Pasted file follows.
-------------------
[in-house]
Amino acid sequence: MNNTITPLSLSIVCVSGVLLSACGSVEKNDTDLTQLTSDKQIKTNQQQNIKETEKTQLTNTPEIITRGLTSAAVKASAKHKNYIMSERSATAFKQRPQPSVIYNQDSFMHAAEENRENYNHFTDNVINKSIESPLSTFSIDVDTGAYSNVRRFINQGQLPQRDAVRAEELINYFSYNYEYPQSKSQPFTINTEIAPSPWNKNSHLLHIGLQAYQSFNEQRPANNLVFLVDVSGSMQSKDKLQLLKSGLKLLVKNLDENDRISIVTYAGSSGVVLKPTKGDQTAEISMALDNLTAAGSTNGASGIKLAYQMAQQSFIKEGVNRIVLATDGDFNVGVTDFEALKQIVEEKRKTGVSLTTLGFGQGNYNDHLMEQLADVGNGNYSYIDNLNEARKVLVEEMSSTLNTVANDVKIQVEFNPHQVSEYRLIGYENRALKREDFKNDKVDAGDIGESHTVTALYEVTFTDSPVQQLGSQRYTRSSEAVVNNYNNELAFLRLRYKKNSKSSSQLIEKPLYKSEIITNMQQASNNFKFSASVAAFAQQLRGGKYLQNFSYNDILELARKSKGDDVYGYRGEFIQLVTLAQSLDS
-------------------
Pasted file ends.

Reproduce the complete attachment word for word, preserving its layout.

[in-house]
Amino acid sequence: MNNTITPLSLSIVCVSGVLLSACGSVEKNDTDLTQLTSDKQIKTNQQQNIKETEKTQLTNTPEIITRGLTSAAVKASAKHKNYIMSERSATAFKQRPQPSVIYNQDSFMHAAEENRENYNHFTDNVINKSIESPLSTFSIDVDTGAYSNVRRFINQGQLPQRDAVRAEELINYFSYNYEYPQSKSQPFTINTEIAPSPWNKNSHLLHIGLQAYQSFNEQRPANNLVFLVDVSGSMQSKDKLQLLKSGLKLLVKNLDENDRISIVTYAGSSGVVLKPTKGDQTAEISMALDNLTAAGSTNGASGIKLAYQMAQQSFIKEGVNRIVLATDGDFNVGVTDFEALKQIVEEKRKTGVSLTTLGFGQGNYNDHLMEQLADVGNGNYSYIDNLNEARKVLVEEMSSTLNTVANDVKIQVEFNPHQVSEYRLIGYENRALKREDFKNDKVDAGDIGESHTVTALYEVTFTDSPVQQLGSQRYTRSSEAVVNNYNNELAFLRLRYKKNSKSSSQLIEKPLYKSEIITNMQQASNNFKFSASVAAFAQQLRGGKYLQNFSYNDILELARKSKGDDVYGYRGEFIQLVTLAQSLDS